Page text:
Marco Zanuso (1916 - 2001) was an Italian architect and designer whose innovative use of modern materials and sculptural forms helped to define modern Italian design.
Zanuso was born in Milan and studied architecture at the Politecnico di Milano, establishing his own design studio in 1945. He became editor of the influential design periodicals Domus and then Casabella, using these magazines to promote the energetic, democratic and innovative modern design that was his hallmark.
In 1957 Zanuso embarked on a partnership with German designer Richard Sapper, producing designs ranging from a stackable plastic childrens chair to the first wholly transistor television set and a folding telephone that was one of the first to place the dial and earpiece on the same handheld unit. Combining elegant form and technological innovation, these designs transformed mass-produced consumer products though use of sculptural shapes and colour and innovative modern materials.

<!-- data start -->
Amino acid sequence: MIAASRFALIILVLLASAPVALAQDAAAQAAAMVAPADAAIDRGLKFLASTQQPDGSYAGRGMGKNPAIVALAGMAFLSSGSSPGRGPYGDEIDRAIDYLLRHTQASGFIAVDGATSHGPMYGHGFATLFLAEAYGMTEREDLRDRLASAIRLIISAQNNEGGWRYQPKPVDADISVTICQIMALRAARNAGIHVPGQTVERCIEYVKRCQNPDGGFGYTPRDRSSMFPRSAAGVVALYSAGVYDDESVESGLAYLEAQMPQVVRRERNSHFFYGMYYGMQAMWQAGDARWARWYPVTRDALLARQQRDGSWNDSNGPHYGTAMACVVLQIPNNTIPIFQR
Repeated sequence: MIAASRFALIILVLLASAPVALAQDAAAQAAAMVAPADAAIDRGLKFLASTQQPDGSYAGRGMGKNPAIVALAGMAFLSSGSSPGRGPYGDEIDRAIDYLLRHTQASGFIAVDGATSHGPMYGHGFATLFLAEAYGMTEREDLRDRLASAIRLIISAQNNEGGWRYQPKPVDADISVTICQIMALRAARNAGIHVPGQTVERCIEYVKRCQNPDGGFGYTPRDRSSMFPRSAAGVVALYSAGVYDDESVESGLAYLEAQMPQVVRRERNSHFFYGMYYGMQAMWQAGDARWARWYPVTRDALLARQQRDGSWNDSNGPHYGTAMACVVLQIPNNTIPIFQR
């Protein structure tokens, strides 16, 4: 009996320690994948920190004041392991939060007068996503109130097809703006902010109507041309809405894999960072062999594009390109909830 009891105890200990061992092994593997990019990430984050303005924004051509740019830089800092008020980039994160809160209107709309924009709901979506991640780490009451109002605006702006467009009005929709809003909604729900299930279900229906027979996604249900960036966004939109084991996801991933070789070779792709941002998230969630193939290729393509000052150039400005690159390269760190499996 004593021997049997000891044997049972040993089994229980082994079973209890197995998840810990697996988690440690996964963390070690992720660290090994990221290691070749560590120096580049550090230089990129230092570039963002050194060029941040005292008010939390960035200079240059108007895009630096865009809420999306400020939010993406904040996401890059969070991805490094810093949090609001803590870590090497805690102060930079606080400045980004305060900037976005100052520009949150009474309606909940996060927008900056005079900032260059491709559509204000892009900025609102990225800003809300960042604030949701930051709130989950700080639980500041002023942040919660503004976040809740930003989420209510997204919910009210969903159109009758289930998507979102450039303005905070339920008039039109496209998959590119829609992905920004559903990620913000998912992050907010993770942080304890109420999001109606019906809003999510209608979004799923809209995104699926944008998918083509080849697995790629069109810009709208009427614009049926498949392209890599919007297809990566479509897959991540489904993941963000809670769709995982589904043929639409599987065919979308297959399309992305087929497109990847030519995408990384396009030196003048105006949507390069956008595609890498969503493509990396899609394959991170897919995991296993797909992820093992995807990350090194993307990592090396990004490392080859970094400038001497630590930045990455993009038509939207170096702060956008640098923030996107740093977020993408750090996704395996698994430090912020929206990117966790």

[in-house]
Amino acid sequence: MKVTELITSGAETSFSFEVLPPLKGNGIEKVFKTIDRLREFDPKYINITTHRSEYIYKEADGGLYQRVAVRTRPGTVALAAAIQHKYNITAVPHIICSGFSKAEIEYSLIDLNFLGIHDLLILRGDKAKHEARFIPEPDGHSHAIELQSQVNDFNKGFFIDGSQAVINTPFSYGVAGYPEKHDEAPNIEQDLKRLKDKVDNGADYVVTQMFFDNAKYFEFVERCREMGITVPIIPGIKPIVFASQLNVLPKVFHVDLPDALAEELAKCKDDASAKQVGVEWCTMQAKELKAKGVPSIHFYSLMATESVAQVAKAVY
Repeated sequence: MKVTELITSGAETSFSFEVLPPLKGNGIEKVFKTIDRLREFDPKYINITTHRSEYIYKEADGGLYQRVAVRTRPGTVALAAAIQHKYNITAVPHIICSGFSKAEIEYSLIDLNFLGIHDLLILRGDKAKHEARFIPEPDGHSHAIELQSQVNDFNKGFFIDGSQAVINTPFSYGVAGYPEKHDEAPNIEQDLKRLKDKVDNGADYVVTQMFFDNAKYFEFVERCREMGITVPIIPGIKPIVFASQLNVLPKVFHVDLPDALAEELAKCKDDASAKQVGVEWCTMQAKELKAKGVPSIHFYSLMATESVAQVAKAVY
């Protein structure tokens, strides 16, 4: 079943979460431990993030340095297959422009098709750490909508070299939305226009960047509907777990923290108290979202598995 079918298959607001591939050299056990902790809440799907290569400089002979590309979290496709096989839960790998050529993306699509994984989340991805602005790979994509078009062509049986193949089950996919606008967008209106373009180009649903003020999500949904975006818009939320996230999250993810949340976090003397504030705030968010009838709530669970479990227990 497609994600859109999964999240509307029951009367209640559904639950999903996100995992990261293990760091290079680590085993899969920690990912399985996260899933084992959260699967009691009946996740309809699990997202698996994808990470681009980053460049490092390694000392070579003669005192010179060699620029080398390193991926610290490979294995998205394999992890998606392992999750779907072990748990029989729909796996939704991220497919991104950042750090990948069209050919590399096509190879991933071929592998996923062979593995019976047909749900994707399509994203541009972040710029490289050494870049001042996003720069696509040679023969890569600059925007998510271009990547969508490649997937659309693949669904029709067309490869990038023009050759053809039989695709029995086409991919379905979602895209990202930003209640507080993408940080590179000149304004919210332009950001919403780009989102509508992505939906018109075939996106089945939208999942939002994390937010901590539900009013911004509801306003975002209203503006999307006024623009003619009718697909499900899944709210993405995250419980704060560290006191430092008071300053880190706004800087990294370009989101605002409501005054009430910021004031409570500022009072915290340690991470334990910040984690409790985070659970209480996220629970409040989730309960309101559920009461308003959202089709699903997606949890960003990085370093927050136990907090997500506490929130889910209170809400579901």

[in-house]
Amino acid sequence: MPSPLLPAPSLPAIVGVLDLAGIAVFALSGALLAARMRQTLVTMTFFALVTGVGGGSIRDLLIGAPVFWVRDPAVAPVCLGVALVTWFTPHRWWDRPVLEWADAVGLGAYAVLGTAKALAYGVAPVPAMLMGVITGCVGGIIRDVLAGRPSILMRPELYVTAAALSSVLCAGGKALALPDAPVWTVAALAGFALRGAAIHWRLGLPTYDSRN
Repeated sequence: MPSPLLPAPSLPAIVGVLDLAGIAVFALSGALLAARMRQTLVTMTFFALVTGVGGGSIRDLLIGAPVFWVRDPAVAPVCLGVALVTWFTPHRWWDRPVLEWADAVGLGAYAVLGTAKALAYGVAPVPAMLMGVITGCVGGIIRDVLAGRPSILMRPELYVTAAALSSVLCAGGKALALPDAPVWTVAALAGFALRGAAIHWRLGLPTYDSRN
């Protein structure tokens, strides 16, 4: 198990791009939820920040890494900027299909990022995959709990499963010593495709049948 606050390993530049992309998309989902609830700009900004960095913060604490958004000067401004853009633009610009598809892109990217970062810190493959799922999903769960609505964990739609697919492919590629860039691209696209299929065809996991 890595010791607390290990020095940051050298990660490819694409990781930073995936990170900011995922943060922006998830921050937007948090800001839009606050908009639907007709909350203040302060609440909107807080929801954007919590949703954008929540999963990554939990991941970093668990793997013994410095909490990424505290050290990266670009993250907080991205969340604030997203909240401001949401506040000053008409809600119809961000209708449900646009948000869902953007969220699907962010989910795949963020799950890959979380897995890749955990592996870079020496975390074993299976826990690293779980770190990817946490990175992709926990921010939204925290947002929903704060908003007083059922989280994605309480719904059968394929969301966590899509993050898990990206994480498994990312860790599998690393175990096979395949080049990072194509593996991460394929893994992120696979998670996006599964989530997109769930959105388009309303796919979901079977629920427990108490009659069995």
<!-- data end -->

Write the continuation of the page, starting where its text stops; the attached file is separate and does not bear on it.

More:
In 1948 Zanuso was commissioned by Arflex to design a range of seating. Arflex had been founded by the Pirelli company to explore how new developments in foam rubber technology could be applied to the furniture market. Zanuso immediately saw the potential of this material, commenting: "One could revolutionalise not only the system of upholstery but also the structural manufacturing and formal potential... Our prototypes acquired visually exciting and new contours ... with industrial standards that were previously unimaginable."
Zanuso produced a range of furniture designs for Arflex, including the Lady chair which won first prize at the 1951 Milan Triennale.
As an architect Zanuso designed housing, factory and office buildings in Italy, Argentina, Brazil and South Africa. He served as a member of the city planning authority in Milan and oversaw the renovation of the Teatro Fossati and the construction of the Piccolo Teatro in the city. He also taught architecture and design at the Politecnico di Milano and was President of the Italian Association of Industrial Design.
In 1972 Zanuso and Sapper designed a series of modular stacking dwellings for the New Domestic Landscape exhibition at MOMA, and many of Zanuso's designs are represented in the museum's permanent collection.
Read Marco Zanuso's obituary.